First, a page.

Do you have a gun in your home? Is it locked away from children? Is the ammunition stored separately?
Those are the questions pediatricians are being urged to ask their patients today. Every first day of summer is national ASK Day, which stands for Asking Saves Kids -- a way to bring attention to the fact that an estimated 40 percent of American households with children have guns and 88 percent of children who are victims of unintentional shootings are shot in their own home, or the home of a relative or friend.
The American Academy of Pediatrics has called guns in the home a health threat to children, and yet asking a parent about guns has somehow become a question of politics rather than safety. Being asked by a doctor is a small step toward bringing the subject back where it belongs. And maybe it will empower parents to start asking it of other parents -- which is the broader purpose of the day.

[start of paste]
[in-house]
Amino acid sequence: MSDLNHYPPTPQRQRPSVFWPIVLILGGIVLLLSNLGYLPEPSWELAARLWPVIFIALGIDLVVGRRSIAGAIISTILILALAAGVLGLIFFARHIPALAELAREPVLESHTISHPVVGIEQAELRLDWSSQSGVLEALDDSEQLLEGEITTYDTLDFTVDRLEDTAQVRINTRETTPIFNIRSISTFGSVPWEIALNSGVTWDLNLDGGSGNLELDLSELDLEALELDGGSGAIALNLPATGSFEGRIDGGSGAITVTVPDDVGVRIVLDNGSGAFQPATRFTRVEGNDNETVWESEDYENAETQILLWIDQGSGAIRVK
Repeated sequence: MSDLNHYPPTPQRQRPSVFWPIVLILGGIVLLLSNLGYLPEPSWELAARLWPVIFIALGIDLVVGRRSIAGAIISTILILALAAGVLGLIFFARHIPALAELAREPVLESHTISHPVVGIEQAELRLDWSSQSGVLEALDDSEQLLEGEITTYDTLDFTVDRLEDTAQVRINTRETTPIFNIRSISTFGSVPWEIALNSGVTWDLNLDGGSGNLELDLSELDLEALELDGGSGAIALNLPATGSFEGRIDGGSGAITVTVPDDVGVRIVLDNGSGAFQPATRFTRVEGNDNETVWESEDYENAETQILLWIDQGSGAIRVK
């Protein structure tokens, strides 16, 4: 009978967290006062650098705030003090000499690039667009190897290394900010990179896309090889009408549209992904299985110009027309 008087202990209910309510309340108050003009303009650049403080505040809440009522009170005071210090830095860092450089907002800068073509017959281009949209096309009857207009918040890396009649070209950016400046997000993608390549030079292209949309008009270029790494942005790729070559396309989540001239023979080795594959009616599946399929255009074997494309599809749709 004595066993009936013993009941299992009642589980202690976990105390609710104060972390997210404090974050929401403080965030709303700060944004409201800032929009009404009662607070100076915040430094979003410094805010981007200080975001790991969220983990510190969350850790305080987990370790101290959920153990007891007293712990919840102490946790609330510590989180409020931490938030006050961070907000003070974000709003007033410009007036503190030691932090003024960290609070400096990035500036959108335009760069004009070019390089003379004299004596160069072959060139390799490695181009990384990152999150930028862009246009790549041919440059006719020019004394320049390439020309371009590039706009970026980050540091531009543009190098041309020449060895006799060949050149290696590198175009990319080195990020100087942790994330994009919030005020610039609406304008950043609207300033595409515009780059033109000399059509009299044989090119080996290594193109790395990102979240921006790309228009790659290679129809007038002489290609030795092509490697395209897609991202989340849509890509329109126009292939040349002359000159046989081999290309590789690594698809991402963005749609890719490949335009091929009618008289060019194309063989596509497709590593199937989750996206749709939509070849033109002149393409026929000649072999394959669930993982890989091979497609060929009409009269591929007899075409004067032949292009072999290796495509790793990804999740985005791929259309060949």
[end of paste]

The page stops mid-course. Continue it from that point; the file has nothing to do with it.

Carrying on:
“Before I allow my child to over, may I ask if there is a gun in the house?”
Maybe one day the conversation will be as common as the ones parents are already having when they drop children off to play. A conversation about food allergies. And electronic use. And whether the dog is friendly.
Just a routine question. That could save a life.
So observe National ASK Day, by asking.
Then observe it again tomorrow, too.
Do you have a gun in your home? Do you ask other parents if they do?